The fund also invested in other derivatives such as equity options. Under prevailing US tax laws, there was a different treatment of long-term capital gains, which were taxed at The earnings for partners in a hedge fund was taxed at the higher rate applying to income, and LTCM applied its financial engineering expertise to legally transform income into capital gains.
It did so by engaging in a transaction with UBS Union Bank of Switzerland that would defer foreign interest income for seven years, thereby being able to earn the more favourable capital gains treatment. This transaction was completed in three tranches: Put-call parity means that being short a call and long the same amount of notional as underlying the call is equivalent to being short a put.
LTCM faced challenges in deploying capital as their capital base grew due to initially strong returns, and as the magnitude of anomalies in market pricing diminished over time. James Surowiecki concludes that LTCM grew such a large portion of such illiquid markets that there was no diversity in buyers in them, or no buyers at all, so the wisdom of the market did not function and it was impossible to determine a price for its assets such as Danish bonds in September It also broadened its strategies to include new approaches in markets outside of fixed income: Although periods of distress have often created tremendous opportunities for relative value strategies, this did not prove to be the case on this occasion, and the seeds of LTCM's demise were sown before the Russian default of 17 August Since position sizes had not been reduced, the net effect was to raise the leverage of the fund.
Although this crisis had originated in Asia, its effects were not confined to that region. The rise in risk aversion had raised concerns amongst investors regarding all markets heavily dependent on international capital flows, and this shaped asset pricing in markets outside Asia too. In May and June returns from the fund were This was further aggravated by the exit of Salomon Brothers from the arbitrage business in July Because the Salomon arbitrage group where many of LTCM's strategies had first been incubated had been a significant player in the kinds of strategies also pursued by LTCM, the liquidation of the Salomon portfolio and its announcement itself had the effect of depressing the prices of the securities owned by LTCM and bidding up the prices of the securities LTCM was short.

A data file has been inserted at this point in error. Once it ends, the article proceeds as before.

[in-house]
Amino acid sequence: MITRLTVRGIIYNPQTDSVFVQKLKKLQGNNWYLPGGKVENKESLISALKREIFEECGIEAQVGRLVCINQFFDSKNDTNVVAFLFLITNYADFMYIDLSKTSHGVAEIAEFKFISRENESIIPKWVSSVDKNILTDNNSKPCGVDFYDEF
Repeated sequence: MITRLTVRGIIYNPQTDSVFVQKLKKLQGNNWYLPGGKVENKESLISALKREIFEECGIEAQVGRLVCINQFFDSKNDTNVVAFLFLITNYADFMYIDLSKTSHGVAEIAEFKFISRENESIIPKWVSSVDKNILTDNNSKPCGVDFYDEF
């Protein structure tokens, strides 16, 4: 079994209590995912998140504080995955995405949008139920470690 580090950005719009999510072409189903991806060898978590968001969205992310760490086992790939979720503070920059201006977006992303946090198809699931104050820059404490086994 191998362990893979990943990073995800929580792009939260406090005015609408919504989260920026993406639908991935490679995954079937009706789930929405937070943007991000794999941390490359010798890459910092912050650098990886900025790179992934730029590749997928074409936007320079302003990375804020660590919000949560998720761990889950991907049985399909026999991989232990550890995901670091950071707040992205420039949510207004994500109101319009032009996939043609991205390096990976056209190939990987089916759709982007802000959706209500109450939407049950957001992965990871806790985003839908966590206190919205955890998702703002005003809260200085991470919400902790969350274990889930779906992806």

One LTCM partner commented that because there was a clear temporary reason to explain the widening of arbitrage spreads, at the time it gave them more conviction that these trades would eventually return to fair value as they did, but not without widening much further first. Such losses were accentuated through the Russian financial crisis in August and September , when the Russian government defaulted on its domestic local currency bonds.
BREAKING DOWN 'Long-Term Capital Management (LTCM)'
Long-Term Capital Management (LTCM) was a large hedge fund led by Nobel Prize-winning economists and renowned Wall Street traders that nearly collapsed the global financial system in This was due to LTCM’s high-risk arbitrage trading strategies. Long term capital management trading strategies. Back in the mid s, Long-Term Capital Management (LTCM) was one of the largest hedge funds with over $ billion . Of course, the term "hedge" is somewhat of a misnomer, if not misleading, since these investment vehicles are leveraged and can be quite risky. Initially, the new venture was eminently profitable. Capital grew from $1 billion to more than $7 billion by